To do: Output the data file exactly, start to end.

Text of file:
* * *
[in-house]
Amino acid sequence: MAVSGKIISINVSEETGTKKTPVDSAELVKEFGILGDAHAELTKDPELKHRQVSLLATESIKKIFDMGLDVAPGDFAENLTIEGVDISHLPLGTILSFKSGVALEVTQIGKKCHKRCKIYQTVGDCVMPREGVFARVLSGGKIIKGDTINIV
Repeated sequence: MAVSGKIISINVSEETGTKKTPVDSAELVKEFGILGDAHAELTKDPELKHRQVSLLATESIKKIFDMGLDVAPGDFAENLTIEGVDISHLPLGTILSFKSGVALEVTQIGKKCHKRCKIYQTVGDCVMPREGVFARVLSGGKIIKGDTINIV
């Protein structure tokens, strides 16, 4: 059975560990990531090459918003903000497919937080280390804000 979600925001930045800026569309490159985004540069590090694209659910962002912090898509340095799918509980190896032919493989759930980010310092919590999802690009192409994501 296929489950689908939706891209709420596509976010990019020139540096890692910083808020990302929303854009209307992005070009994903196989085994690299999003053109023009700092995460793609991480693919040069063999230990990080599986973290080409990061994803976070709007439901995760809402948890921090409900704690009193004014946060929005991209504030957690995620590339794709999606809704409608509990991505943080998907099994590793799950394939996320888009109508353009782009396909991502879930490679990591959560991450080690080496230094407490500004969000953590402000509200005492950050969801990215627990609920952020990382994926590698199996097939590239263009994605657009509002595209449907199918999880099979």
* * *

[in-house]
Amino acid sequence: MAVSGKIISINVSEETGTKKTPVDSAELVKEFGILGDAHAELTKDPELKHRQVSLLATESIKKIFDMGLDVAPGDFAENLTIEGVDISHLPLGTILSFKSGVALEVTQIGKKCHKRCKIYQTVGDCVMPREGVFARVLSGGKIIKGDTINIV
Repeated sequence: MAVSGKIISINVSEETGTKKTPVDSAELVKEFGILGDAHAELTKDPELKHRQVSLLATESIKKIFDMGLDVAPGDFAENLTIEGVDISHLPLGTILSFKSGVALEVTQIGKKCHKRCKIYQTVGDCVMPREGVFARVLSGGKIIKGDTINIV
């Protein structure tokens, strides 16, 4: 059975560990990531090459918003903000497919937080280390804000 979600925001930045800026569309490159985004540069590090694209659910962002912090898509340095799918509980190896032919493989759930980010310092919590999802690009192409994501 296929489950689908939706891209709420596509976010990019020139540096890692910083808020990302929303854009209307992005070009994903196989085994690299999003053109023009700092995460793609991480693919040069063999230990990080599986973290080409990061994803976070709007439901995760809402948890921090409900704690009193004014946060929005991209504030957690995620590339794709999606809704409608509990991505943080998907099994590793799950394939996320888009109508353009782009396909991502879930490679990591959560991450080690080496230094407490500004969000953590402000509200005492950050969801990215627990609920952020990382994926590698199996097939590239263009994605657009509002595209449907199918999880099979």